NEW YORK (CNNMoney.com) -- Toyota president Akio Toyoda accepted on Thursday a formal invitation to testify at a hearing to be held next Wednesday.
The House Oversight Committee sent the invitation Thursday morning. Toyoda had initially said he would not appear before the committee but would instead send North America chief Yoshimi Inaba.
But late Thursday, Toyoda released a short statement: "I have received Congressman Towns' invitation to testify before the House Committee on Oversight and Government Reform on February 24 and I accept. I look forward to speaking directly with Congress and the American people."
The invitation sent by Committee Chairman Edolphus Towns, D-N.Y., reads: "There appears to be growing public confusion regarding which vehicles may be affected and how people should respond. In short, the public is unsure as to what exactly the problem is, whether it is safe to drive their cars, or what they should do about it."
After Toyoda announced his acceptance, Towns released his own statement, with Ranking Member Darrell Issa, R-Calif,: "We are pleased Mr. Toyoda accepted the invitation to testify before the Committee. We believe his testimony will be helpful in understanding the actions Toyota is taking to ensure the safety of American drivers."
Earlier Thursday, the committee issued a subpoena for "all documents relating to Toyota motor vehicle safety and Toyota's handling of alleged motor vehicle defects and related litigation" that are held by Toyota's former U.S. counsel Dimitrios Biller.
Biller has claimed that he possesses documents that proved Toyota hid key findings of safety defects. Even before Thursday's news, Toyota had filed an injunction to prevent Biller from making those documents public, but a Committee aide said the Committee's subpoena overrides the state-level injunction.
"Mr. Biller is a former Toyota attorney who left the company in 2007," Toyota spokeswoman Cindy Knight said in an e-mailed statement. "He would have no knowledge about Toyota matters since that time and is not a reliable source of information."
Toyota will continue to fight Biller's allegations, Knight said.
Mr. Toyoda has been criticized for being slow to speak up regarding the issues. The carmaker has recently faced a string of massive recalls and, only yesterday, became the subject of a second ongoing National Highway Traffic Safety Administration investigation into potential safety problems with its cars.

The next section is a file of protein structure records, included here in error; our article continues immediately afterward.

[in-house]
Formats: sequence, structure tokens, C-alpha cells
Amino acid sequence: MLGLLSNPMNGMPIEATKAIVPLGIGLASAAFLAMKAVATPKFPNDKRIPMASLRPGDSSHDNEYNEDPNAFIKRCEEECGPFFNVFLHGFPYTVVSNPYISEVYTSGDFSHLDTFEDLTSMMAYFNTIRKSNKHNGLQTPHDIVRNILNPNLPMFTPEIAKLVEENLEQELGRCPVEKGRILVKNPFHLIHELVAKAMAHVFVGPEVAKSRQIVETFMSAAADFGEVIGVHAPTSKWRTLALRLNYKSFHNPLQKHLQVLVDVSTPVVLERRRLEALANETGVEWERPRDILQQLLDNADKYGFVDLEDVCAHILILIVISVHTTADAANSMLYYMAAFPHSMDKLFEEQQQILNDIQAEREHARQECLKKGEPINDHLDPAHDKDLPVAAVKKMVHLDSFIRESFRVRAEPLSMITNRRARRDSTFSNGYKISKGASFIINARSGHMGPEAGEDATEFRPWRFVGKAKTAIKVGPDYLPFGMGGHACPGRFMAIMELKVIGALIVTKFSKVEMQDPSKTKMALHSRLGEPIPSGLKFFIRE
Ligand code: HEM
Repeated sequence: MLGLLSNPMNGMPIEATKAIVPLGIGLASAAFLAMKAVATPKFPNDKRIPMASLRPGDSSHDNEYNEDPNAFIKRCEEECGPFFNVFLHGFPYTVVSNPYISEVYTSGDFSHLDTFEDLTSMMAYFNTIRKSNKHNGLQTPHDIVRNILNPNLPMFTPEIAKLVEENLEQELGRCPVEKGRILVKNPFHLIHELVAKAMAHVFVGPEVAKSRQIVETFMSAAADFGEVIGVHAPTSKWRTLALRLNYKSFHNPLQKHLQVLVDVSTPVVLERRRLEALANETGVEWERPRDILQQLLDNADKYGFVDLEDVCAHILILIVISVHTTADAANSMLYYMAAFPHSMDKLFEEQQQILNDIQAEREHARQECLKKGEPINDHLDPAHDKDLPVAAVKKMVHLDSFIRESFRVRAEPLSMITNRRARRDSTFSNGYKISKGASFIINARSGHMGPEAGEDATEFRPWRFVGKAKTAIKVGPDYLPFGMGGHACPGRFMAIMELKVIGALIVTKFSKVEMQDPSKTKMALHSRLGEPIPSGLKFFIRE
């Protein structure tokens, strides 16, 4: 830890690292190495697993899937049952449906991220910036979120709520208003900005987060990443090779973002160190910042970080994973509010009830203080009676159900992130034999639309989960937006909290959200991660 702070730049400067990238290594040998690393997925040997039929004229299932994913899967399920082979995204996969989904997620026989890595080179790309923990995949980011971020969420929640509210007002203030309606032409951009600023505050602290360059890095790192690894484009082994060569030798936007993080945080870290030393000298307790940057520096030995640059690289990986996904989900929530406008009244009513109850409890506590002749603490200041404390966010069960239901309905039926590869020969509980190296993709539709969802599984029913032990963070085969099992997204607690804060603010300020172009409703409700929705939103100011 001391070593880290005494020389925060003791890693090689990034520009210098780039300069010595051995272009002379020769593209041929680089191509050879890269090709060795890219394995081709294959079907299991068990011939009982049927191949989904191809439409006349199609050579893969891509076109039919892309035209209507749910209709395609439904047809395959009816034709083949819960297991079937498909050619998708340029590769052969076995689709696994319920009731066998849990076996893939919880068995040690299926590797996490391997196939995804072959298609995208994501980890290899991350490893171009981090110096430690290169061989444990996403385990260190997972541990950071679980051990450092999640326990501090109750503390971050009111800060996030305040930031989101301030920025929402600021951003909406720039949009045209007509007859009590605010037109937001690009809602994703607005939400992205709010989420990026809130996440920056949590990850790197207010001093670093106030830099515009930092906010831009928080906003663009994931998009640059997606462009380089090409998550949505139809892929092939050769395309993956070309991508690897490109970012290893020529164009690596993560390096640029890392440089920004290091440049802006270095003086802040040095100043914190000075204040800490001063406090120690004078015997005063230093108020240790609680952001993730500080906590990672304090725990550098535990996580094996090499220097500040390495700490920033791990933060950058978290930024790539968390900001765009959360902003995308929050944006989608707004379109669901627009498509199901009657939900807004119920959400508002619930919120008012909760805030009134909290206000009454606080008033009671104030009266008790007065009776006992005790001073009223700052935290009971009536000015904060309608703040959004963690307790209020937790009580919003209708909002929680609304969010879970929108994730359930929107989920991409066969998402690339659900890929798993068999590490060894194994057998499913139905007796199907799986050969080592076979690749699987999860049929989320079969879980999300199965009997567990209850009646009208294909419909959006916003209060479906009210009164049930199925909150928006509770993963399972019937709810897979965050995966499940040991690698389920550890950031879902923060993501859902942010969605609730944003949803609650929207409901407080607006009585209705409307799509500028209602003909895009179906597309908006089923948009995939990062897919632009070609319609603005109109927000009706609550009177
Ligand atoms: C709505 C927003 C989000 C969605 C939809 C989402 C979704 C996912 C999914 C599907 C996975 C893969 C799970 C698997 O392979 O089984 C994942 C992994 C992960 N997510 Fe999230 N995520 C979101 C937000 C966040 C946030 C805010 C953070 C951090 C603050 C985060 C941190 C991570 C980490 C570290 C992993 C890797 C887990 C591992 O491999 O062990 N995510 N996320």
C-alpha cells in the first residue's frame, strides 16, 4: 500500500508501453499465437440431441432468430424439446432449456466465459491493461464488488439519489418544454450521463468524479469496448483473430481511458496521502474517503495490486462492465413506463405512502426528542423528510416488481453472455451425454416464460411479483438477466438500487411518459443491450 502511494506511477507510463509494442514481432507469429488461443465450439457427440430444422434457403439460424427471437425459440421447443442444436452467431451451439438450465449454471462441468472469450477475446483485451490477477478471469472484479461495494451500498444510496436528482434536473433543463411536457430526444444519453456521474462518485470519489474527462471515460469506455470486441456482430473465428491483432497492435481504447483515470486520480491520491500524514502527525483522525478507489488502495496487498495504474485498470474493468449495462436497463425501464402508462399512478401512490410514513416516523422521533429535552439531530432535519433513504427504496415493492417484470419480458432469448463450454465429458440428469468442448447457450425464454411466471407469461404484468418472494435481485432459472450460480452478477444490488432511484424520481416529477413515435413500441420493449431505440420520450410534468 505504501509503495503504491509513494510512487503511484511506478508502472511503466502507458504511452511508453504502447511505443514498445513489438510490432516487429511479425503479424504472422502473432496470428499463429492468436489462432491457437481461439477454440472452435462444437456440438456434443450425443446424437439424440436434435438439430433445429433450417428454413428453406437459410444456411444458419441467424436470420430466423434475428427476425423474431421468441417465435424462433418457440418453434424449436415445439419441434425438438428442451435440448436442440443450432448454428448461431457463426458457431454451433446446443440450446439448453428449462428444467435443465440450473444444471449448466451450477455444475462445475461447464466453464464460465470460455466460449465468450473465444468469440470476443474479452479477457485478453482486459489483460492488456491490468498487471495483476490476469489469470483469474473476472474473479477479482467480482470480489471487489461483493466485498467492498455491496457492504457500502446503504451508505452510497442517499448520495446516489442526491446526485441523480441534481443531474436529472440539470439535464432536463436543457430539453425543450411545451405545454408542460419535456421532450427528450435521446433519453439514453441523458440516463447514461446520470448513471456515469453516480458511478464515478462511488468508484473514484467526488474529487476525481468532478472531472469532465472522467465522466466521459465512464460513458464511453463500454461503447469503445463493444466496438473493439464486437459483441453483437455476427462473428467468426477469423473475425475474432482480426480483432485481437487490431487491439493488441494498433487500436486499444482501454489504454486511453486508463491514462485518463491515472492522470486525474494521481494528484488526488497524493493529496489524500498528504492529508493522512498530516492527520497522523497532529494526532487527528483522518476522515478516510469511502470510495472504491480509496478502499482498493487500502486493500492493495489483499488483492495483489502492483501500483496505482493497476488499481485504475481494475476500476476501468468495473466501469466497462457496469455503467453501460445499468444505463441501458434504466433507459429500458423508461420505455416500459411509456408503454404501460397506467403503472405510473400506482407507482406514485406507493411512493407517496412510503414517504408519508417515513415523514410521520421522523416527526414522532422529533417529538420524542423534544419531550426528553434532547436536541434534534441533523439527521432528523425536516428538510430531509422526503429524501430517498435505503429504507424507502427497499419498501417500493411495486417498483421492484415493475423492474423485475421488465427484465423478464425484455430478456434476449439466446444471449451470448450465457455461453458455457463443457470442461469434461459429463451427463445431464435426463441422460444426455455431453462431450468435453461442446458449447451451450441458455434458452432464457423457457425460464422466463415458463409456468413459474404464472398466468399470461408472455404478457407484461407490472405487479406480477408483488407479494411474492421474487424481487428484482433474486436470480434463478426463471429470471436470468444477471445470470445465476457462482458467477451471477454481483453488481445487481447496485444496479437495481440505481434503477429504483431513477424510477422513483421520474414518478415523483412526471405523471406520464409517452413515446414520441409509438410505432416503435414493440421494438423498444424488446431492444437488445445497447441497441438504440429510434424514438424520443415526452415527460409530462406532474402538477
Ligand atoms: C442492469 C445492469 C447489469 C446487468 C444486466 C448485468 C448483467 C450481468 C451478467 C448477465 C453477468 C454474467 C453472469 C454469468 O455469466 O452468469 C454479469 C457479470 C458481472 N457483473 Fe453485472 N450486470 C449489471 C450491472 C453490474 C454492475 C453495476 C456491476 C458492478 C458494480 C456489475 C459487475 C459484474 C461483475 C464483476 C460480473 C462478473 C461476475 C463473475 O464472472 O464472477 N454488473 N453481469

Also, late Thursday, the NHTSA announced it had officially opened an investigation into possible steering problems with Toyota's Corolla compact cars.
The investigation involves reports that Corolla cars can wander or drift at highway speeds. Seven people have been injured in incidents that may have been related to the problem, according to a NHTSA report.
Toyota plans to cooperate fully in the investigation, a Toyota spokesman said.
Gene Grabowski, head of the crisis communication practice for Washington-based Levick Strategic Communications, said Toyoda "needs to be very well-prepared."
Grabowski's firm has worked with more than a dozen witnesses called to testify on Capitol Hill, he said, and the most important thing they all must remember is to remain humble. A witness must remember that the members of Congress need to be seen helping their constituents and the best thing for a witness to do is to play his part.
"Your job in a hearing is to assist the members of Congress," he said, "and sometimes that means taking some lumps."
If Mr. Toyoda is smart, Grabowski said, he'll come to Washington a few days early to meet privately with the Congressional members he'll be testifying for.
Land O'Lakes CEO Beth Ford charts her career path, from her first job to becoming the first openly gay CEO at a Fortune 500 company in an interview with CNN's Boss Files. More
Honda and General Motors are creating a new generation of fully autonomous vehicles. More
In 1998, Ntsiki Biyela won a scholarship to study wine making. Now she's about to launch her own brand. More
Whether you hedge inflation or look for a return that outpaces inflation, here's how to prepare. More